Berlin-Brussels conflict: two points of view

29 Jun 2007

The EU Commission has confirmed that it has filed a formal complaint against Germany at the European Court of Justice related to Germany’s new Telecommunications Act, which exempts incumbent Deutsche Teleom (DT) from having to provide access to its new fibre-optic VDSL network to competitors until such time as DT is able to recoup its investment, which is forecast to reach EUR3 billion (USD4 billion) by the time the infrastructure is completed. Both the German government and DT (in which it holds a 31% stake) have said that they believe the Act is in line with EU regulations, but Brussels feels that the telco is receiving special treatment and is taking the government to court to force the revision of the Telecommunications Act.

The Association of Telecommunications and Value-Added Service Providers (VATM) represents more than 50 operators in the German fixed line and multimedia markets, all of whom compete with former monopoly DT. Axel Spies, a lawyer speaking on VATM’s behalf, said yesterday, ‘The German competitors are pleased that DT intends to modernise its networks and have offered talks with DT about joint infrastructures and using synergies. The European Commission and the German regulator BNetzA have acknowledged that excluding competitors from access to DT network will harm Germany as a place to do business. It is now upon the regulator BNetzA to implement the issues that the European Commission has addressed…and particularly to ensure that competitors not only have access to ducts and dark glass fibre, but also access to the Next Generation Networks (NGN) in DT’s Main Distribution Frame (MDF). The regulator should revise its market analysis as soon as possible so that there is clarity in the market for further investments and to avoid new monopoly structures by DT.’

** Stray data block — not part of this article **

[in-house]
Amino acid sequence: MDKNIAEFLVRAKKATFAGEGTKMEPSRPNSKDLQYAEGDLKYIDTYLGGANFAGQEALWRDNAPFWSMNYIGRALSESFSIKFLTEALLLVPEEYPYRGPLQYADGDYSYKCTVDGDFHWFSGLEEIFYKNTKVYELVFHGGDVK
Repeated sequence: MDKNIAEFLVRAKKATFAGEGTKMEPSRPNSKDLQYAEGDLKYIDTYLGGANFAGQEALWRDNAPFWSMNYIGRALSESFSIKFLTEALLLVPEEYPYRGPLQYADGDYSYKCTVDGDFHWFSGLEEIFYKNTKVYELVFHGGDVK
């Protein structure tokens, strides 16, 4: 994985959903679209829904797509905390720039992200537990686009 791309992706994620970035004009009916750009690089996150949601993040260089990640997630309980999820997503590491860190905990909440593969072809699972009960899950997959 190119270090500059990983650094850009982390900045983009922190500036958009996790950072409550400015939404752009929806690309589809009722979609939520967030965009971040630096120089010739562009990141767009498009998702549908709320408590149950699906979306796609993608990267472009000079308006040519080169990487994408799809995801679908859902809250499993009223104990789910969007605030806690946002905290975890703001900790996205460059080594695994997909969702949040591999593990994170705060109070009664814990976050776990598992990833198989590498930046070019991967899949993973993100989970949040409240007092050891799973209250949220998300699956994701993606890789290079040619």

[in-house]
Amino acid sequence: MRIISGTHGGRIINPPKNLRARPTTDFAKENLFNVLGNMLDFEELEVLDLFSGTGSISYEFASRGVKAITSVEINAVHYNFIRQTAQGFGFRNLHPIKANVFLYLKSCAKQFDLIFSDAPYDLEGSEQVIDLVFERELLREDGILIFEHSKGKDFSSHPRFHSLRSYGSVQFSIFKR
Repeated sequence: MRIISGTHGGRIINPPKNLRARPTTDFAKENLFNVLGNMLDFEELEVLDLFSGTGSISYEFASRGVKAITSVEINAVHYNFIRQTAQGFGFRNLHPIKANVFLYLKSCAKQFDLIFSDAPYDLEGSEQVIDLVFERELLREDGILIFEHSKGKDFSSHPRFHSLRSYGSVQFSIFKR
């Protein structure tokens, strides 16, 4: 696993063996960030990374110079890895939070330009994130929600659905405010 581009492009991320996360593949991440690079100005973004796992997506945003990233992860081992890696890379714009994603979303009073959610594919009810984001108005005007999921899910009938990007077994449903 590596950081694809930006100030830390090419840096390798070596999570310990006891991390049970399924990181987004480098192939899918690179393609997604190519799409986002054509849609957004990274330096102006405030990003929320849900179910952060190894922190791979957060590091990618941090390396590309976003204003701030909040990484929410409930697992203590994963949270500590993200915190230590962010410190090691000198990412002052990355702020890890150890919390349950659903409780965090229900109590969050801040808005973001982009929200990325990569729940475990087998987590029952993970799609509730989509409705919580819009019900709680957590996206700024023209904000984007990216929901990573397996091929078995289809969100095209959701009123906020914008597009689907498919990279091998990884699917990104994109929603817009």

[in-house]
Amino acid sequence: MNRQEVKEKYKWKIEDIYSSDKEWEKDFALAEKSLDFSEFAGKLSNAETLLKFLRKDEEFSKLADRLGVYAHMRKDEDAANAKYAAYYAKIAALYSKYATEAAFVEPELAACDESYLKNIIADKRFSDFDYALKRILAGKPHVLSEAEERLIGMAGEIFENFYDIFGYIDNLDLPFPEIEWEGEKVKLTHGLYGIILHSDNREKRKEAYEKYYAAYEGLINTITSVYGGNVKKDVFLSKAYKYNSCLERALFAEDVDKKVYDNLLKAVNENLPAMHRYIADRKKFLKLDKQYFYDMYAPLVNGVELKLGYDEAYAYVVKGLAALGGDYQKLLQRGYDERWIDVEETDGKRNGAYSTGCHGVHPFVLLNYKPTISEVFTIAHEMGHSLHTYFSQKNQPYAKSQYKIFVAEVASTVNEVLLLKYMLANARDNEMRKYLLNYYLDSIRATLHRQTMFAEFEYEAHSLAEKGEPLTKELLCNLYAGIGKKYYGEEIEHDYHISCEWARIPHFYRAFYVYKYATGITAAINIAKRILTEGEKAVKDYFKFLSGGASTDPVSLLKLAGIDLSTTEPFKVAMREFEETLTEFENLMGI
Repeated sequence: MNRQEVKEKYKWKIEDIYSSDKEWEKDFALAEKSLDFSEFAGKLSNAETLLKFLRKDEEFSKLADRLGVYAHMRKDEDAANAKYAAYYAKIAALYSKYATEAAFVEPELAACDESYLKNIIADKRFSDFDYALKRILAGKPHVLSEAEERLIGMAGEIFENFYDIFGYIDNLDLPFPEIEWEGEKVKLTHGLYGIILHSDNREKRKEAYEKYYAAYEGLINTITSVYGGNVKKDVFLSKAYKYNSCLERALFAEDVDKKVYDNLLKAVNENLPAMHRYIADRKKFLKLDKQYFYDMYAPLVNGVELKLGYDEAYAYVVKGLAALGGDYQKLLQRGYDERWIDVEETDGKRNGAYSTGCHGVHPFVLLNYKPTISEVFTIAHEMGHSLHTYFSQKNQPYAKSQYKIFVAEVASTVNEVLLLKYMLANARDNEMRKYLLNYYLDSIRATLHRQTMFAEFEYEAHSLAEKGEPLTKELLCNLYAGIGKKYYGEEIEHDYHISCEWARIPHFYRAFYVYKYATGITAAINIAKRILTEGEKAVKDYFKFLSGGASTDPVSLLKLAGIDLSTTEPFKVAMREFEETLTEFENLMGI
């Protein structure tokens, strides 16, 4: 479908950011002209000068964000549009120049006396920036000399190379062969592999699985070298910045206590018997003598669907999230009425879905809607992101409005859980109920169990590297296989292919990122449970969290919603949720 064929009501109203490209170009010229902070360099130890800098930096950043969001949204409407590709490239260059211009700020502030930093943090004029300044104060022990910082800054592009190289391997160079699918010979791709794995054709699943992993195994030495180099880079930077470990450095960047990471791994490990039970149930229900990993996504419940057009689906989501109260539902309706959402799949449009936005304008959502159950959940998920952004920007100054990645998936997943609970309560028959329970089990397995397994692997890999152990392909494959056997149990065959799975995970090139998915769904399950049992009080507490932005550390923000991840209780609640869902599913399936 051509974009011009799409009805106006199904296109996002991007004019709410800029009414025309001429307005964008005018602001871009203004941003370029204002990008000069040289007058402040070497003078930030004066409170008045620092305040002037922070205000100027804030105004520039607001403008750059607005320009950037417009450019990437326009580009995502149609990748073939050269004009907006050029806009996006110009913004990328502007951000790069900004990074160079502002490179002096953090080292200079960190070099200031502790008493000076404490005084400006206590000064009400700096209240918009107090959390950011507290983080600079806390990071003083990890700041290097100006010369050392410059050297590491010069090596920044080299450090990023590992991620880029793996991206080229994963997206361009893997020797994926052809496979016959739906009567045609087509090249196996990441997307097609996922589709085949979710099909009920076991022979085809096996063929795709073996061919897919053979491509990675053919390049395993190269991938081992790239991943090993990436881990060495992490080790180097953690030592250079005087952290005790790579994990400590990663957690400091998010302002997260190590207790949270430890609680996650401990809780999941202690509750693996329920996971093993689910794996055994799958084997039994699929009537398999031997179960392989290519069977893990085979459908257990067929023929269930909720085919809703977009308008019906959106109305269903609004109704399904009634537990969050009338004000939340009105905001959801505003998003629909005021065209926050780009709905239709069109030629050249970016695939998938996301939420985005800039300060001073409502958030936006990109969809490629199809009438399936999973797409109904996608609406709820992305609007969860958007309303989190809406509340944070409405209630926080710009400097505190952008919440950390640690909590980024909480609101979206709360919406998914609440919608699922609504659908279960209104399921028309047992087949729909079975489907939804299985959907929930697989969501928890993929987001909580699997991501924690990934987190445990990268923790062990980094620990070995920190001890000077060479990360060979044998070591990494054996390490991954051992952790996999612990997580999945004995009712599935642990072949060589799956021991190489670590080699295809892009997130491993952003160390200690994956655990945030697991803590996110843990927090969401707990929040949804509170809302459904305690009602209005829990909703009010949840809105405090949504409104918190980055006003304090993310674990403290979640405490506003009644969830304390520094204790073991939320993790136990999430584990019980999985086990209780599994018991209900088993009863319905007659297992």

A spokeswoman for Germany’s Economics Ministry in Berlin said that the German government was looking forward to the European court’s ruling, adding that the state still feels that the charges are unfounded and that the new Telecommunications Act complies with EU law. She dismissed claims that the German government was simply trying to drive up share price of DT as ‘simply ridiculous’. The telco itself has stated that ‘…the German Act complies with the law,’ and has always argued that temporary exemption was justified in light of the volume of planned investments.

Germany, Deutsche Telekom (DT)